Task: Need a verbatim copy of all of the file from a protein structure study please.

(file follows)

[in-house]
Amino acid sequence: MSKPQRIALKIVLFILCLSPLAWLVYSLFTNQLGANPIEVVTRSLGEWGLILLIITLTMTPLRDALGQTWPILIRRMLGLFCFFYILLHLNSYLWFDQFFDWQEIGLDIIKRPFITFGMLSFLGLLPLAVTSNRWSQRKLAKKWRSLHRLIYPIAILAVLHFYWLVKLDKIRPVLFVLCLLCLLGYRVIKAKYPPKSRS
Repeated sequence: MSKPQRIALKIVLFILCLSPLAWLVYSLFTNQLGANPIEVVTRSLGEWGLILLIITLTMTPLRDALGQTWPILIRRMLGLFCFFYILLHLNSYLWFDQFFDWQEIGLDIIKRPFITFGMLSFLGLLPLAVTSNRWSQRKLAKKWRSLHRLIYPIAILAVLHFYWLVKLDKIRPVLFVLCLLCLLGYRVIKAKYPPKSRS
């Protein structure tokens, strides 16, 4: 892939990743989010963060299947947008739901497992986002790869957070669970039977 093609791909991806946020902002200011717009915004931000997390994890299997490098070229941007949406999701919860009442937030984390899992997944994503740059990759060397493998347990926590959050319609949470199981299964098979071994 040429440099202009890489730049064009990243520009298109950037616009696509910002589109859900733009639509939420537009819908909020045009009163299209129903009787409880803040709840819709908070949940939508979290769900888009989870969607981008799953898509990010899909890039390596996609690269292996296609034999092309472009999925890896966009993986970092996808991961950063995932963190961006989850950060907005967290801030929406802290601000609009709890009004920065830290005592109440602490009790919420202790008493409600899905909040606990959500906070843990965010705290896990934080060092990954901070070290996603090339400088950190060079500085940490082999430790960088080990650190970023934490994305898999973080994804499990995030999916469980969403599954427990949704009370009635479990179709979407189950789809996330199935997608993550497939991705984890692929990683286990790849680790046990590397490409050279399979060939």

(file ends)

[in-house]
Amino acid sequence: MSKPQRIALKIVLFILCLSPLAWLVYSLFTNQLGANPIEVVTRSLGEWGLILLIITLTMTPLRDALGQTWPILIRRMLGLFCFFYILLHLNSYLWFDQFFDWQEIGLDIIKRPFITFGMLSFLGLLPLAVTSNRWSQRKLAKKWRSLHRLIYPIAILAVLHFYWLVKLDKIRPVLFVLCLLCLLGYRVIKAKYPPKSRS
Repeated sequence: MSKPQRIALKIVLFILCLSPLAWLVYSLFTNQLGANPIEVVTRSLGEWGLILLIITLTMTPLRDALGQTWPILIRRMLGLFCFFYILLHLNSYLWFDQFFDWQEIGLDIIKRPFITFGMLSFLGLLPLAVTSNRWSQRKLAKKWRSLHRLIYPIAILAVLHFYWLVKLDKIRPVLFVLCLLCLLGYRVIKAKYPPKSRS
């Protein structure tokens, strides 16, 4: 892939990743989010963060299947947008739901497992986002790869957070669970039977 093609791909991806946020902002200011717009915004931000997390994890299997490098070229941007949406999701919860009442937030984390899992997944994503740059990759060397493998347990926590959050319609949470199981299964098979071994 040429440099202009890489730049064009990243520009298109950037616009696509910002589109859900733009639509939420537009819908909020045009009163299209129903009787409880803040709840819709908070949940939508979290769900888009989870969607981008799953898509990010899909890039390596996609690269292996296609034999092309472009999925890896966009993986970092996808991961950063995932963190961006989850950060907005967290801030929406802290601000609009709890009004920065830290005592109440602490009790919420202790008493409600899905909040606990959500906070843990965010705290896990934080060092990954901070070290996603090339400088950190060079500085940490082999430790960088080990650190970023934490994305898999973080994804499990995030999916469980969403599954427990949704009370009635479990179709979407189950789809996330199935997608993550497939991705984890692929990683286990790849680790046990590397490409050279399979060939």